Court rules Mo. must pay Tenn. man for old Powerball ticket

KANSAS CITY, Mo. (AP) - The Missouri State Lottery Commission called it a worthless scrap of paper. Paul E. Barnett said it was a Powerball ticket worth $100,000 - and two courts have now agreed with him.

On Tuesday, the Missouri Court of Appeals ruled that the state must pay the Tennessee man's prize, even though he didn't try to claim it until well after the 180-day deadline.

Barnett's wife found the ticket about three years ago, while cleaning out the the console of his pickup truck.* It wasn't a jackpot winner, but it was worth $100,000. There was a catch, though - Barnett, of Dyersburg, Tenn., had bought the ticket more than 300 days before his wife found it.

The Lottery Commission refused to pay. Barnett sued, and a Cole County judge ordered the state to pay. Tuesday's ruling upheld that decision.

The state appeals court ruled that the deadline was illegally imposed because it was not properly publicized - even though it was printed on the back of the ticket.

Because lottery players are not informed of the deadline until they have their tickets in hand, the court ruled, it is unenforceable.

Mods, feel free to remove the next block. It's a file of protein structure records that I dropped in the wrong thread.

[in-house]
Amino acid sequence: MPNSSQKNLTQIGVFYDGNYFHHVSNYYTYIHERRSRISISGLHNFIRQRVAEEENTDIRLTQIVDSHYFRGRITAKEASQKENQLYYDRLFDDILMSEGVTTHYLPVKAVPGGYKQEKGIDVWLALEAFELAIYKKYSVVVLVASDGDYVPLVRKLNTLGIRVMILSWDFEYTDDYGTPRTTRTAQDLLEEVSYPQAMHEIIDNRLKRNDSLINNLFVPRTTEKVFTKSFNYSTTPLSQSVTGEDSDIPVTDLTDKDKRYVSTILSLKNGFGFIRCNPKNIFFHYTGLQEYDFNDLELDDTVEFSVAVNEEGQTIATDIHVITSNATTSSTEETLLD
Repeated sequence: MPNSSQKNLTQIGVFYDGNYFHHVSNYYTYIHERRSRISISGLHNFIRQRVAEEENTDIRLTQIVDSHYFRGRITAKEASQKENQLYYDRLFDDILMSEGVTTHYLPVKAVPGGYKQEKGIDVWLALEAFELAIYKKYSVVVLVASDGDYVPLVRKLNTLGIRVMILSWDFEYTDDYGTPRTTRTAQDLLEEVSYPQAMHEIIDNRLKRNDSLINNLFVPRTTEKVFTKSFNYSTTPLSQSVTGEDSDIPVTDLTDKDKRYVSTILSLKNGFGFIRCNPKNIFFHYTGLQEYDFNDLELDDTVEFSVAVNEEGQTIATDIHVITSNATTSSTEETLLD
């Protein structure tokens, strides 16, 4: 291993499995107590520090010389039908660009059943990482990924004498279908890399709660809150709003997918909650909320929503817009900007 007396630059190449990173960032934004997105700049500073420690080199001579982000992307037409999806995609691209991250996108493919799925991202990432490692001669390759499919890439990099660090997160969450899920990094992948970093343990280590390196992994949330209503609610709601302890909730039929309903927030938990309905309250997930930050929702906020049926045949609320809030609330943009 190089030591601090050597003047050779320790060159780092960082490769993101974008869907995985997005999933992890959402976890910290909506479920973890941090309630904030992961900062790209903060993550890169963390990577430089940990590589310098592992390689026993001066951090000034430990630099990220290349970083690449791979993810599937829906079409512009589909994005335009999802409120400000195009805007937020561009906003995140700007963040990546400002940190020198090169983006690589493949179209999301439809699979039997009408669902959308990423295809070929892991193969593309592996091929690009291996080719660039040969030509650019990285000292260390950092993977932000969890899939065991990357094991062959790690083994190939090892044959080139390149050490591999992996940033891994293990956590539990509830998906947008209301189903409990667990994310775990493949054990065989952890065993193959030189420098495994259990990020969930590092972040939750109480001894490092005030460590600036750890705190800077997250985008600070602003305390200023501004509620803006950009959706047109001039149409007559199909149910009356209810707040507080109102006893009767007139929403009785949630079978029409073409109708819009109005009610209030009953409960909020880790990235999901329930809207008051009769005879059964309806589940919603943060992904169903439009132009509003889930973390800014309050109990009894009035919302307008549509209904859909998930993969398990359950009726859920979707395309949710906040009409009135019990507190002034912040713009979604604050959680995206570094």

"We would be loath to enforce a contract in which one of the parties did not learn of a key provision of the agreement until after he had paid his money and entered into the bargain," the court wrote in its ruling.

The 180-day deadline had been in place since 2002. Before that, winners had up to one year to claim their prizes. Tuesday's ruling leaves the state without a deadline until one is either enacted by the Legislature or imposed by the Lottery Commission after appropriate public comment and publication.

The court also noted that after 2002, the Lottery Commission sometimes paid claims filed after the 180-day deadline.

"They paid all the little tickets," said Tina Crow Halcomb, Barnett's attorney. "It was the fact that it was $100,000 that made them not pay him."

Gary Gonder, a spokesman for the lottery, said about $7.8 million in prize money - around 1 percent of total sales - went unclaimed last year.

A spokesman for Attorney General Jay Nixon said Nixon was still reviewing Tuesday's decision and had not decided whether to appeal.

Kansas, also a Powerball state, has a one-year deadline for claiming lottery prizes and posts unclaimed prizes on its Web site, .

"We always post them on there in the hope that people will check their tickets," spokeswoman Sally Lunsford said. "You can't force people to check their tickets."

(Copyright 2006 by The Associated Press. All Rights Reserved.)